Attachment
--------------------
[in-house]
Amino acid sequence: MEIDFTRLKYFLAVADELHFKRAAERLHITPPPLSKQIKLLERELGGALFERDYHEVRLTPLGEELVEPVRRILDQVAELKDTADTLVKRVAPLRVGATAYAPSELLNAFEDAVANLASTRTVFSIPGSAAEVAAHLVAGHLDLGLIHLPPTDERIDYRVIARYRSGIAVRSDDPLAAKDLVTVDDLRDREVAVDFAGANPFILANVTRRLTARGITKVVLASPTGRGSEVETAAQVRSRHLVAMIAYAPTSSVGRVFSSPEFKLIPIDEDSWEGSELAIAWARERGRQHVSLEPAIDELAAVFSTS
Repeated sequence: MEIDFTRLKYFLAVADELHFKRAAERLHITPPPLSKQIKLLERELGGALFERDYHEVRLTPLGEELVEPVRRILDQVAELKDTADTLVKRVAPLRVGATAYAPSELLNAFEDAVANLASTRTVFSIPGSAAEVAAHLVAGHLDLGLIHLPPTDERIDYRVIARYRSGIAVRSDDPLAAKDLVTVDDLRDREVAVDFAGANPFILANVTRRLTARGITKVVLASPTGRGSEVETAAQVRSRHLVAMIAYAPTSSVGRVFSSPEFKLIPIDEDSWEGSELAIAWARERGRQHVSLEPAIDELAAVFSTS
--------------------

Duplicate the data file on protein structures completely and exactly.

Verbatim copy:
[in-house]
Amino acid sequence: MEIDFTRLKYFLAVADELHFKRAAERLHITPPPLSKQIKLLERELGGALFERDYHEVRLTPLGEELVEPVRRILDQVAELKDTADTLVKRVAPLRVGATAYAPSELLNAFEDAVANLASTRTVFSIPGSAAEVAAHLVAGHLDLGLIHLPPTDERIDYRVIARYRSGIAVRSDDPLAAKDLVTVDDLRDREVAVDFAGANPFILANVTRRLTARGITKVVLASPTGRGSEVETAAQVRSRHLVAMIAYAPTSSVGRVFSSPEFKLIPIDEDSWEGSELAIAWARERGRQHVSLEPAIDELAAVFSTS
Repeated sequence: MEIDFTRLKYFLAVADELHFKRAAERLHITPPPLSKQIKLLERELGGALFERDYHEVRLTPLGEELVEPVRRILDQVAELKDTADTLVKRVAPLRVGATAYAPSELLNAFEDAVANLASTRTVFSIPGSAAEVAAHLVAGHLDLGLIHLPPTDERIDYRVIARYRSGIAVRSDDPLAAKDLVTVDDLRDREVAVDFAGANPFILANVTRRLTARGITKVVLASPTGRGSEVETAAQVRSRHLVAMIAYAPTSSVGRVFSSPEFKLIPIDEDSWEGSELAIAWARERGRQHVSLEPAIDELAAVFSTS